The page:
CLEVELAND — “This is how we’re built,” manager Joe Girardi said late Saturday night, and that naturally made you wonder whether these Yankees are built to last deep into October.
Girardi’s group had just survived a nerve-wracking, nail-biting bottom of the ninth inning to outlast the Indians, 2-1 at Progressive Field, to end their four-game losing streak. Brett Gardner and Ronald Torreyes made brilliant defensive plays to bail out Aroldis Chapman, who last pitched here when he helped make Game 7 of the 2016 World Series a contest for the ages, and Carlos Santana missed a probable game-tying hit off the right-field wall by a few feet foul before looking at a Chapman slider to end it.
Had Chapman blown the save and the game, it would have gone down as one of the season’s worst losses. All the more so because Girardi went deep into his bullpen even though rookie Jordan Montgomery recorded a sublime first five innings: one run, three hits, no walks, seven strikeouts and just 65 pitches.
I’m all for protecting young starting pitchers and using data to influence your decisions, but are the Yankees taking those attributes to such an extreme that they turn into liabilities? Can too much thinking lead to overthinking?
“I think you have to look at how we’re built,” Girardi said, again. “It’s the reason we made the trade [with the White Sox], because of the outstanding work we feel we can get from our bullpen. They’re fresh. [Montgomery] has thrown five innings. He’s going through the lineup [for a third time]. I felt really good about the way he pitched, but it’s making a decision based on how we’re built.”
David Robertson, who returned to his original club from the White Sox in that July 19 trade (as did Tommy Kahnle), relieved Montgomery and threw a scoreless sixth and seventh. Dellin Betances dominated in a 1-2-3 eighth, striking out two. Then Chapman endured his four-batter, 21-pitch odyssey, which was the most stressful ninth inning you ever will see in which the tying run doesn’t advance even to scoring position.
So now the Yankees will enter Sunday afternoon’s finale, trying to secure a series tie, with a compromised bullpen. Which would have been perfectly understandable if Montgomery had labored through five innings and thrown, say, 90 to 100 pitches. He hadn’t. The lanky lefty had retired nine straight Indians batters through the fifth.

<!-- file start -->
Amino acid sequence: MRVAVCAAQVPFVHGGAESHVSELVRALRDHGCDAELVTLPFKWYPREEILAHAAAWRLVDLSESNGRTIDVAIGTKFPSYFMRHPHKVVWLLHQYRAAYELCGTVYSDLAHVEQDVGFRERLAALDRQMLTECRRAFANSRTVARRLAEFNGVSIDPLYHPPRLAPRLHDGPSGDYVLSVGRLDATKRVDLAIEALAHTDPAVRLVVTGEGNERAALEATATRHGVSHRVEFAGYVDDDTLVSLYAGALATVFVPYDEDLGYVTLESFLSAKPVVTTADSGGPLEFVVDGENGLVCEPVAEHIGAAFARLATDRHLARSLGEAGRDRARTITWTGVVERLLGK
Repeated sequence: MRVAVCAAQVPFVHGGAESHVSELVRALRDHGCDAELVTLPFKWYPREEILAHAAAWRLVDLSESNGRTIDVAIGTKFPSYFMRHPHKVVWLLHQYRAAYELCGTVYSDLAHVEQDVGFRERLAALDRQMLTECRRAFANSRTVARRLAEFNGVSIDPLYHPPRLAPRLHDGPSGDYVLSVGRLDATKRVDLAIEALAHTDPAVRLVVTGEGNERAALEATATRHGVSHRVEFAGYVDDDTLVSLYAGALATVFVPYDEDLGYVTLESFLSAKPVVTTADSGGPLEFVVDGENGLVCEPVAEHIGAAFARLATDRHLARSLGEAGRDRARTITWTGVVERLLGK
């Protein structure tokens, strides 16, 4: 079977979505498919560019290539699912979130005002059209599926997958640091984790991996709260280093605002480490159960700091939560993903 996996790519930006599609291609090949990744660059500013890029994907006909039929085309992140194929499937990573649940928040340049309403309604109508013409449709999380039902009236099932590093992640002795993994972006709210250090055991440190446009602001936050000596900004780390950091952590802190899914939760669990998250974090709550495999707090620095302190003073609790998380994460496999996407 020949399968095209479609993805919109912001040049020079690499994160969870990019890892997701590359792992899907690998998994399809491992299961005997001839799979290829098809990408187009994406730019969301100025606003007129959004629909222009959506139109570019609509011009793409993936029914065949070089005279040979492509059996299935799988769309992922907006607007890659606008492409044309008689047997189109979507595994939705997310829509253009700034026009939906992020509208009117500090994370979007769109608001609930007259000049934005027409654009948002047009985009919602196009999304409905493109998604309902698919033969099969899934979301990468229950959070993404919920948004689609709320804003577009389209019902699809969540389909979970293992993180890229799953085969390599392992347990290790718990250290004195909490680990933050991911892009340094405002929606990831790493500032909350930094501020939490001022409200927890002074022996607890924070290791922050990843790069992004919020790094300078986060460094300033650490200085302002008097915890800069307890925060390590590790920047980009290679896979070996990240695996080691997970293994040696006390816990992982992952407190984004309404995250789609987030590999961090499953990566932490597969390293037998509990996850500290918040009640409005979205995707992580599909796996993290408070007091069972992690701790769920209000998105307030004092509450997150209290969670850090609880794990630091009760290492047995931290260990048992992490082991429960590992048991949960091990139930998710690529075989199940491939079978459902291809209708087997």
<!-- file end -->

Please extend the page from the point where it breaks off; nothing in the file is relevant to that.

“He was really, really good tonight,” Girardi said. “And I actually thought his stuff got better when he went along, which is always a good sign.”
Nevertheless, “I had Robby fresh. I had Dellin fresh and I had Chappy fresh,” Girardi said. “We made a decision.”
“We had talked about going to the bullpen early,” Montgomery acknowledged, “but I was a little disappointed when they pulled me. But we got the win and the bullpen did great. The plan worked.”
Now Montgomery might really go to the bullpen early. As in, early August. With Girardi seemingly committed to shortening his starting rotation from six men to five, Montgomery appears to be the top candidate to be ejected, despite lowering his ERA for the season to a respectable 4.05. He would give the Yankees’ relief corps a bona fide long man, something they currently lack, and such a move would ensure Montgomery’s innings count, now at 115 ²/₃, doesn’t go past the 180-ish mark.
The Yankees put plenty of contemplation into their pitching decisions, a considerable upgrade over past methodologies. Man oh man, though. If you ask for four innings from your bullpen on a night your pitcher cruises through five innings, what are you going to do when you experience more turbulence?
“I see where they’re going with it,” Montgomery said. “We won. We’ve got a bunch of guys back there. Whatever it takes.”
Last year’s Indians rode this aggressive style of bullpen use all the way to that Game 7. Yet Terry Francona fired up his engines only once the postseason began.
The Yankees already burned out their bullpen to the tune of a 10-22 slump earlier this season. Just because the unit has been upgraded doesn’t magically inoculate it from overuse. It just means that Girardi would have to work harder to hit such a threshold. And Girardi is well-conditioned enough, we know, to make as many walks to the mound as he desires.